unbekannt | Sculptor
Caracalla, Römisches Reich, Kaiser (186-217) | Person(s) shown
Caracalla was Roman Emperor only for six years (211 – 217 CE), but during his reign he had an astonishingly large number of portrait sculptures made of himself. Most of the portraits are based on a life-size portrait bust that the Emperor himself must have authorised, in which he is depicted with a sinister gaze and a sideward turn of the head. – The Dresden head is remarkable for its format, which is unusually small for an emperor.
Caracalla ushered in a period of extreme cruelty in the Roman Empire. Caracalla’s father was Septimius Severus, who died in 211. Septimius was succeeded by his two sons Caracalla and Geta as co-emperors. But just a few months later, Caracalla had his younger brother Geta murdered and instigated massacres of thousands of his brother’s followers across the Empire. From then on, Caracalla ruled as the sole emperor.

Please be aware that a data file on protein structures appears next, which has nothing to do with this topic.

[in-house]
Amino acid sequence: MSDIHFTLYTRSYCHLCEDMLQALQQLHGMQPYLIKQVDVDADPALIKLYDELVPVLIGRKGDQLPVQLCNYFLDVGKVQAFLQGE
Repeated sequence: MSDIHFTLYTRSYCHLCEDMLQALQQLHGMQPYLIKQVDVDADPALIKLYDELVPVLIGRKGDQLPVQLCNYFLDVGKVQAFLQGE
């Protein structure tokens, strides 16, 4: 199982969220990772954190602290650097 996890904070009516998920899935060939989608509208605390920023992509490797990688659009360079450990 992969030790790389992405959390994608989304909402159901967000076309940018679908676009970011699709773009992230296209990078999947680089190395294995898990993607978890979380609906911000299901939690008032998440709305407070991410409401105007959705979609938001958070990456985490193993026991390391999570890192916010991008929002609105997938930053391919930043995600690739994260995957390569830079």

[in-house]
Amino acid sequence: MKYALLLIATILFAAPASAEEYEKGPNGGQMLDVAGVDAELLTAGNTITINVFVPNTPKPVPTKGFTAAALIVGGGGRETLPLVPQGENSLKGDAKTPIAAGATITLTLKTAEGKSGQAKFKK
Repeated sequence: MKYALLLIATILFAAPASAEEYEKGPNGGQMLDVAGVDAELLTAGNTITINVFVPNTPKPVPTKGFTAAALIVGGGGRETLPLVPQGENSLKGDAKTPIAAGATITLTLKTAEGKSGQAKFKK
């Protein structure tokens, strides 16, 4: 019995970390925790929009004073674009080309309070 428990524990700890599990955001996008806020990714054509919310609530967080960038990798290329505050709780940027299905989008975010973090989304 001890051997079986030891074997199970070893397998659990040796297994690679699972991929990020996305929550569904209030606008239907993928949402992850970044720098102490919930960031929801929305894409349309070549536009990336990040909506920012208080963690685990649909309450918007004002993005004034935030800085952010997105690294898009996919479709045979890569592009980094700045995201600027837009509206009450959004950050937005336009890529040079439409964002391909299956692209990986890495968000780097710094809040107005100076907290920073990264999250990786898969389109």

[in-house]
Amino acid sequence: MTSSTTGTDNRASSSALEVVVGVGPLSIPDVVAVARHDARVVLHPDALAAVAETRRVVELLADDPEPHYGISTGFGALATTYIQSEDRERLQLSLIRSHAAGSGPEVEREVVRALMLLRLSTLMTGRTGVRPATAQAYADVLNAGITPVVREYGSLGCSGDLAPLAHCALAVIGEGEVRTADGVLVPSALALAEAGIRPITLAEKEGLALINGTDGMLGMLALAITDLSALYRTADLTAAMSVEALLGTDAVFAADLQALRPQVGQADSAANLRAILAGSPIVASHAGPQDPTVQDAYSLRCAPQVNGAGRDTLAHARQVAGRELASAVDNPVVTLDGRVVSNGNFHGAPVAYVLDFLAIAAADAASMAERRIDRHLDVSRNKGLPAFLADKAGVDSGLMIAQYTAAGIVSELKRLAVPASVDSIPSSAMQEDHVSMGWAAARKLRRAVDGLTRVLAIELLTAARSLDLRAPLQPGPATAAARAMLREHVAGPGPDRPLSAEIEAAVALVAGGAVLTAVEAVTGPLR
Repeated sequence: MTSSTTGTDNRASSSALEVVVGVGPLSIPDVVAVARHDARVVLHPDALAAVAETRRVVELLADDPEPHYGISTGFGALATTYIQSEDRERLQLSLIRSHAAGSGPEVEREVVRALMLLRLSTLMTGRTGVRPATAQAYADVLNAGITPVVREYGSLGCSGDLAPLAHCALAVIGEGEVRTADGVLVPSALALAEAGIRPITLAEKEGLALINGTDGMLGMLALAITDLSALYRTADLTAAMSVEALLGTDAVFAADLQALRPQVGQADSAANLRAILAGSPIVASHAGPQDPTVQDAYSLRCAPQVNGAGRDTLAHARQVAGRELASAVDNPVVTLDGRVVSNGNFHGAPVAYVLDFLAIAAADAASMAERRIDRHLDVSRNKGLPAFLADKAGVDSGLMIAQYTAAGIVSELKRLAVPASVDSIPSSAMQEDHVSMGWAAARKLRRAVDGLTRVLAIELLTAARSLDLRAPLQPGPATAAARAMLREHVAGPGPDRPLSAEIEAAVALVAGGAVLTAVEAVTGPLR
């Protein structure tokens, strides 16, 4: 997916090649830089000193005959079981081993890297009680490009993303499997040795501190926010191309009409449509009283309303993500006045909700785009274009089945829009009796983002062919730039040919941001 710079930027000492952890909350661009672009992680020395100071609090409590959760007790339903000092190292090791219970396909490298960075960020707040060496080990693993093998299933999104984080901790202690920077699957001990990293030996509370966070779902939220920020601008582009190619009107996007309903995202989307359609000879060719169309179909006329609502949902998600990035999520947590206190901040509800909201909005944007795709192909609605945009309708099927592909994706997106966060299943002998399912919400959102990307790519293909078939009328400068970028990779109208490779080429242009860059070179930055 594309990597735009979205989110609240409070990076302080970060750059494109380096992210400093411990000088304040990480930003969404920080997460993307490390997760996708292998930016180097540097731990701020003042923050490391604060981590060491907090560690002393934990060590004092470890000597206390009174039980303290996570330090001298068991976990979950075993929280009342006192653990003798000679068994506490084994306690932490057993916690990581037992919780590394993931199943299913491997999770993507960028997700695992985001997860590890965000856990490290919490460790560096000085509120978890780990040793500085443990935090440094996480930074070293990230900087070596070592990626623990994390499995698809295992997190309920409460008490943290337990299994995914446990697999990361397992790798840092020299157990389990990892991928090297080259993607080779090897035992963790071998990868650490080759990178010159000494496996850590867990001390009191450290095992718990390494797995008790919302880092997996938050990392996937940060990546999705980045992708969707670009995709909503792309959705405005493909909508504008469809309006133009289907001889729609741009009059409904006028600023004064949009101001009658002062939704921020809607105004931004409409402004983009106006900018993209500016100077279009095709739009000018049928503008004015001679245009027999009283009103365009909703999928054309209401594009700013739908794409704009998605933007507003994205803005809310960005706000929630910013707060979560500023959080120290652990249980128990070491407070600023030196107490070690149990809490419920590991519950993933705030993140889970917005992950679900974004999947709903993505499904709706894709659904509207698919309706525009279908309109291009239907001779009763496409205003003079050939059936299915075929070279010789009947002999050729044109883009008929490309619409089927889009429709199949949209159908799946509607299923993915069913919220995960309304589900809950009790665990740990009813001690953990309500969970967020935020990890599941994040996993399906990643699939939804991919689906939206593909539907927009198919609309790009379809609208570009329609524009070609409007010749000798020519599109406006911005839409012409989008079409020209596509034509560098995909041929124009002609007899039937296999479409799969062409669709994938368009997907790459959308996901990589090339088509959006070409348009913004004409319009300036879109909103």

To try and gain the approval of his subjects, he ordered Rome to construct the vast Baths of Caracalla – whose ruins can still be admired in the city today. Accommodating over 1,500 people, the baths were a vast complex of heated baths, shops, libraries and gardens – and all that with free admission!
Caracalla also granted Roman citizenship to all free men throughout the Empire, a status which brought many privileges. In this way, he encouraged the integration of conquered peoples and fostered the dissemination of Roman culture. Caracalla’s father Severus was from the region of today’s Libya, but Caracalla was born in what is now Lyon. The Roman Empire really was a world power!
He was born Lucius Septimius Bassianus, but was nicknamed Caracalla after the Gallic-style hooded tunic he loved to wear. Caracalla was assassinated after just six years as emperor.
- Material & Technique
- c. 215 CE
- Inventory number
- Hm 402